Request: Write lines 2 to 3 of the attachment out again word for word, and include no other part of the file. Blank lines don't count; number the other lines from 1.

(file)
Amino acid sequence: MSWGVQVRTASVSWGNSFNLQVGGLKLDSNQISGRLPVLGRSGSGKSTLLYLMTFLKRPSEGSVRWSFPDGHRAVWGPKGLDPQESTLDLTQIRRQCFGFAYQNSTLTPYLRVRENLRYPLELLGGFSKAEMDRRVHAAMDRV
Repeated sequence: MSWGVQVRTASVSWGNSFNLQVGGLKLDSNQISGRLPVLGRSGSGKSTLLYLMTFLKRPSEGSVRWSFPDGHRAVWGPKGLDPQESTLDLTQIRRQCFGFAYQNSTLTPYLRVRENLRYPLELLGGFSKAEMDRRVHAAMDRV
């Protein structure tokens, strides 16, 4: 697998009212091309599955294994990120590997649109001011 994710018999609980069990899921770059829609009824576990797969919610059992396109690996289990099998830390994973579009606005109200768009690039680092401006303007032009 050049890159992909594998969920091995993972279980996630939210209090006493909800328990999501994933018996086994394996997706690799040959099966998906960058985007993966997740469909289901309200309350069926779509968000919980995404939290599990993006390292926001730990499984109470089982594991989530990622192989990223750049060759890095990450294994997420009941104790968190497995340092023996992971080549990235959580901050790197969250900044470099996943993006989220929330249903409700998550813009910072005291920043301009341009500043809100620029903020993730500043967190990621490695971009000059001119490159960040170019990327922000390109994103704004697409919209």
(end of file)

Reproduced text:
Repeated sequence: MSWGVQVRTASVSWGNSFNLQVGGLKLDSNQISGRLPVLGRSGSGKSTLLYLMTFLKRPSEGSVRWSFPDGHRAVWGPKGLDPQESTLDLTQIRRQCFGFAYQNSTLTPYLRVRENLRYPLELLGGFSKAEMDRRVHAAMDRV
């Protein structure tokens, strides 16, 4: 697998009212091309599955294994990120590997649109001011 994710018999609980069990899921770059829609009824576990797969919610059992396109690996289990099998830390994973579009606005109200768009690039680092401006303007032009 050049890159992909594998969920091995993972279980996630939210209090006493909800328990999501994933018996086994394996997706690799040959099966998906960058985007993966997740469909289901309200309350069926779509968000919980995404939290599990993006390292926001730990499984109470089982594991989530990622192989990223750049060759890095990450294994997420009941104790968190497995340092023996992971080549990235959580901050790197969250900044470099996943993006989220929330249903409700998550813009910072005291920043301009341009500043809100620029903020993730500043967190990621490695971009000059001119490159960040170019990327922000390109994103704004697409919209």